It's not quite clear the extent of the NYDFS investigation, though it joins rumors (denied by Paxos) that they were also being investigated by the US Office of the Comptroller of the Currency (OCC), which regulates banks. Paxos has a provisional banking charter, which it received from the OCC in 2021. It also has a virtual currency license, which is issued by the NYDFS.
Shortly after, the project CEO began dumping tokens on the market, cashing out 44,000 UMAMI tokens. These were ostensibly priced at $800,000, though the sell-off crashed the UMAMI price by more than 60% and ultimately netted the CEO around $380,000 of USDC.
Amidst the sell-off, a team member tried to reassure users that "the team resigned" but that also, confusingly, the "treasury assets are safe and in control of the team".
According to the SEC, Kraken had failed to register its staking-as-a-service program, which had generated $147 million in revenue.
This is not Kraken's first run-in with authorities, after paying a $360,000 fine to OFAC in November for sanctions violations.
LocalBitcoins cited "the ongoing very cold crypto-winter" as the rationale for the closure, and stated that new sign-ups would be suspended immediately. Trading will be suspended a week later, and users will have a year to withdraw Bitcoins they stored on LocalBitcoins' wallet product.
Yuga Labs has said that, following the end of the three-week-long game tournament, the Sewer Passes with non-zero scores in the game will transform into something new, with the idea that higher scorers may receive more valuable NFTs.
This, of course, incentivized users to try to cheat in the game by creating bots, changing the browser-based game code to eliminate obstacles, or access game seeds that allowed them to predict the layout of a course run. Sewer Pass holders began paying others to play their game for them — either more skilled players, or players who were using these tools. Some were charging up to 2.5 ETH (~$4,200) to obtain scores of 700,000 or more for those who hired them.
Yuga Labs has promised to review gameplay to ensure that those who cheated are disqualified. They've also warned people buying Sewer Passes after gameplay ended that if they buy a pass that is determined to have cheated, it will be worthless. Some are skeptical of Yuga's ability to accurately detect cheaters, and others have expressed concern over false positives in the game's cheat detection that appeared to be caused by slower Internet connections.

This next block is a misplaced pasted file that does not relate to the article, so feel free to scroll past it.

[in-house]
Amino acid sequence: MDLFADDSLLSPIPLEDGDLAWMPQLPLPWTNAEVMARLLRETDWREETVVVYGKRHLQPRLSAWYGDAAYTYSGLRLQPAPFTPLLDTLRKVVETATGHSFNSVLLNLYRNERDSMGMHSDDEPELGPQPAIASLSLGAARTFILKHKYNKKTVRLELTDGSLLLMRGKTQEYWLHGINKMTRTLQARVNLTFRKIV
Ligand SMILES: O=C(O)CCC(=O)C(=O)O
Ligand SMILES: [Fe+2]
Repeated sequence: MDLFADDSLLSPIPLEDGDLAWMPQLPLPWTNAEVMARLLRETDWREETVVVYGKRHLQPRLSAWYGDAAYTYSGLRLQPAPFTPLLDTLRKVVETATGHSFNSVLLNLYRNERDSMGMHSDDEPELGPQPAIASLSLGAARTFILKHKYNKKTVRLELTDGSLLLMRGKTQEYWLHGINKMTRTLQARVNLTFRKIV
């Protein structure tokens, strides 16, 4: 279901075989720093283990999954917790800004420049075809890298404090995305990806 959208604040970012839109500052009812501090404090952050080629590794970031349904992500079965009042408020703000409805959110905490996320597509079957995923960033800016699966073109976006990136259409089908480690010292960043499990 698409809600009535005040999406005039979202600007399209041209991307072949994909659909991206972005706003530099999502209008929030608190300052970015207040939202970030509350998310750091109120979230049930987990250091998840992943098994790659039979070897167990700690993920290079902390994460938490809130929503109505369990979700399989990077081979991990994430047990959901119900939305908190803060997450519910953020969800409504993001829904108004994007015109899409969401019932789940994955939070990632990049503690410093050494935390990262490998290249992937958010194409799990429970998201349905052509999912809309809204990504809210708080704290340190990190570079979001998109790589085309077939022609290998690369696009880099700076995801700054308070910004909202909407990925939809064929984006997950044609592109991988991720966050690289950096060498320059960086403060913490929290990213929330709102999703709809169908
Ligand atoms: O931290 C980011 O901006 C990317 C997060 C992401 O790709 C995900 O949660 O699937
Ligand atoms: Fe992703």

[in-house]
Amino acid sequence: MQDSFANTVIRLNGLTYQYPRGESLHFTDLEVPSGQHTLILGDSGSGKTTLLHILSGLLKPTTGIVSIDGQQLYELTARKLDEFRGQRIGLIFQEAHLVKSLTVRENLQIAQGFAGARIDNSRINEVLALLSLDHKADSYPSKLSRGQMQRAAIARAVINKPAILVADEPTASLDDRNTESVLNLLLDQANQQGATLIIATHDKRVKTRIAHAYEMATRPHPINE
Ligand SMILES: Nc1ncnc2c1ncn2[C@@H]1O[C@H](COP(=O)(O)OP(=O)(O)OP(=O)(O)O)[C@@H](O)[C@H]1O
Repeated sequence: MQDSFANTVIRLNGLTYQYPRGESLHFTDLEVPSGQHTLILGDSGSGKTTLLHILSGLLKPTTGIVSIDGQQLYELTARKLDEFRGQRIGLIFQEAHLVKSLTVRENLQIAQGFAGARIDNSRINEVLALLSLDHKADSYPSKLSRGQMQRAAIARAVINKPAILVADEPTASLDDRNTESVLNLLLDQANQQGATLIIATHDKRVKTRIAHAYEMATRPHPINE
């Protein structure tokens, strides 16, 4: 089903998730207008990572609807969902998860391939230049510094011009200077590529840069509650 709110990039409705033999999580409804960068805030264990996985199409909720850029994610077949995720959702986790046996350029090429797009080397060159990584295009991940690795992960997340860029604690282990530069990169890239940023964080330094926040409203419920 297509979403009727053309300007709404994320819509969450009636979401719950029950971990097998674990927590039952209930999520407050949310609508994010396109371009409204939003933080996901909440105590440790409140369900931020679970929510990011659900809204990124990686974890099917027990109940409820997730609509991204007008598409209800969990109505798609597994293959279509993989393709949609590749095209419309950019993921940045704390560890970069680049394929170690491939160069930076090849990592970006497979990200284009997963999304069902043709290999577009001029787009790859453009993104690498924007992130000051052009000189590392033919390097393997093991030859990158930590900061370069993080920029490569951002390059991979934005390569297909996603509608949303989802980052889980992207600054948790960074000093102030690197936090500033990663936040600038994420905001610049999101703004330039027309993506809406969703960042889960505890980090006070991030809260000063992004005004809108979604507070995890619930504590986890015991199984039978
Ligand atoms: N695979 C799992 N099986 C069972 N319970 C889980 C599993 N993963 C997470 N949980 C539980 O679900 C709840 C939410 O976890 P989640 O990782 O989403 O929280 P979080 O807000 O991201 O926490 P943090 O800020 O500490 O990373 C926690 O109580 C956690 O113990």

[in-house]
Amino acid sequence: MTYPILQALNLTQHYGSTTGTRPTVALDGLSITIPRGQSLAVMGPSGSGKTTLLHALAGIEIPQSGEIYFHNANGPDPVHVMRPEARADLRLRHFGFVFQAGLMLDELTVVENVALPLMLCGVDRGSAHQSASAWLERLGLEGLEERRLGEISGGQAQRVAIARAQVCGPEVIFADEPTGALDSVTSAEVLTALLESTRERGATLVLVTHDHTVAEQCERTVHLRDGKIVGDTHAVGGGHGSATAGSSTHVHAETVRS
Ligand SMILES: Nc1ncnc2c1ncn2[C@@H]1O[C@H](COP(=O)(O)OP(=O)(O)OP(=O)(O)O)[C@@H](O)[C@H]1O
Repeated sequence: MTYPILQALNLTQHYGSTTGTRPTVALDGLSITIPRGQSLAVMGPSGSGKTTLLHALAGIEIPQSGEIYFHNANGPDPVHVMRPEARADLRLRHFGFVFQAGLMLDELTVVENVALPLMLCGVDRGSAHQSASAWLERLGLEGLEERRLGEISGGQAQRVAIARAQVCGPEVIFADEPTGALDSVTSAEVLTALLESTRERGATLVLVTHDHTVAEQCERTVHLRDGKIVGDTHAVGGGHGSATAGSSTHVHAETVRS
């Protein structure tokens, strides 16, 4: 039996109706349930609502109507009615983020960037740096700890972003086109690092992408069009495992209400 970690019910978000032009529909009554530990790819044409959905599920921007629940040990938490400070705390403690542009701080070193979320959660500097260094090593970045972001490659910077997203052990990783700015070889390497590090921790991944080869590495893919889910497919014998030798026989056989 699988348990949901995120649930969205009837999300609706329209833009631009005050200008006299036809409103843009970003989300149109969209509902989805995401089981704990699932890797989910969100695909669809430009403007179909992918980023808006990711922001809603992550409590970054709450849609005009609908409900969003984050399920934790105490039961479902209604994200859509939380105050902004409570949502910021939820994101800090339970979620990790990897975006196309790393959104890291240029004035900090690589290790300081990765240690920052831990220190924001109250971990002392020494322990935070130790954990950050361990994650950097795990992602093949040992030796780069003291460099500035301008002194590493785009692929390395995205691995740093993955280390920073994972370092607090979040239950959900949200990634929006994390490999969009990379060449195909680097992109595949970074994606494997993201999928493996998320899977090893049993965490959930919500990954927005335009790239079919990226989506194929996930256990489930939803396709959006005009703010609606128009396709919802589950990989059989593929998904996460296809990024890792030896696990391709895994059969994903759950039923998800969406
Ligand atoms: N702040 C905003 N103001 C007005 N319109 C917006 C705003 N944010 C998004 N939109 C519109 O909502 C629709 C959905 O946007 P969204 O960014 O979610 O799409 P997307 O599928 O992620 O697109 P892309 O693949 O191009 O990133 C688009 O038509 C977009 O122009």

Rothschild tried to argue that his work echoes Andy Warhol's Campbell's soup cans and other "brand art".
Hermès, on the other hand, argued that Rothschild was simply a "digital speculator" hawking a "get rich quick" scheme, and trying to profit off consumers' confusion that the NFTs were an official Hermès production. They claimed they have their own plans for NFTs, and that Rothschild impeded those with his project.
Ultimately, the jury found that Rothschild had infringed upon the Hermès trademark, and awarded the company $133,000 in damages.
"[Hermès] feel they have the right to choose what art IS and who IS an artist... Not because of what they create but because their CV doesn't scream artist with a pedigree from a world class art school," accused Rothschild after the decision, though he was not actually the designer of the images used in the NFT project.
The company disclosed liabilities between $100 million and $500 million, and assets between $50 million and $100 million. In a filing, they reported they had 5,001–10,000 creditors.
By far the largest creditor is Genesis, a crypto lending firm that is also undergoing bankruptcy proceedings. Coin Cloud has a $116 million loan from Genesis, around $108 million of which is unsecured. Coin Cloud also owes a $7.6 million secured debt to crypto lending firm Enigma.
According to Coin Cloud, contributing to their bankruptcy was a $35 million deal with a vendor who they allege sold them faulty ATMs in February 2021, and with whom they are in litigation. Furthermore, in September 2021, the firm providing Coin Cloud's ATM software tried to terminate their software agreement, and pushed a software update that rendered the machines inoperable, causing days- or weeks-long outages. Coin Cloud decided to deploy unfinished ATM software that they had been using internally, and which was quickly hacked for around $6.5 million. Finally, Coin Cloud claims a chief marketing officer they hired lied about his credentials, and then spent $20 million more than he was budgeted.
Trust Wallet published a thread about the theft, characterizing it as a social engineering scam perpetrated by an "organized crime unit from Rome". However, they didn't clearly address the claims about funds being stolen via a photograph of the Trust Wallet. Trust Wallet seemed to suggest they believed that the theft may have been perpetrated via malware transmitted in a PDF containing KYC information.
Webaverse described the incident as "undoubtedly a setback", but expressed belief that they would be able to continue operating.
This comes in the wake of various crypto exchanges — Binance included — appearing to have difficulties with banking. On January 21, Binance announced that users wouldn't be able to use SWIFT for transfers below $100,000 via Signature Bank. Meanwhile, Crypto.com's Lithuanian payment processor, Transactive, has faced a crackdown from the Lithuanian banking regulator leaving Crypto.com users without access to Euro-denominated deposits and withdrawals.
Scam sleuth CoffeeZilla dug into the project in a multipart YouTube series recently, drawing legal threats from Paul. After plenty of negative publicity, Paul withdrew the legal threats and promised to develop a refund plan for some of the funds that were invested, though it is a small fraction of the money lost in the project.
Rather than wait to see if Paul comes through with refunding only a small portion of their money, a group has formed a class action lawsuit against Paul and others who helped with the project. The lead plaintiff put a total of around $3,000 into the project altogether.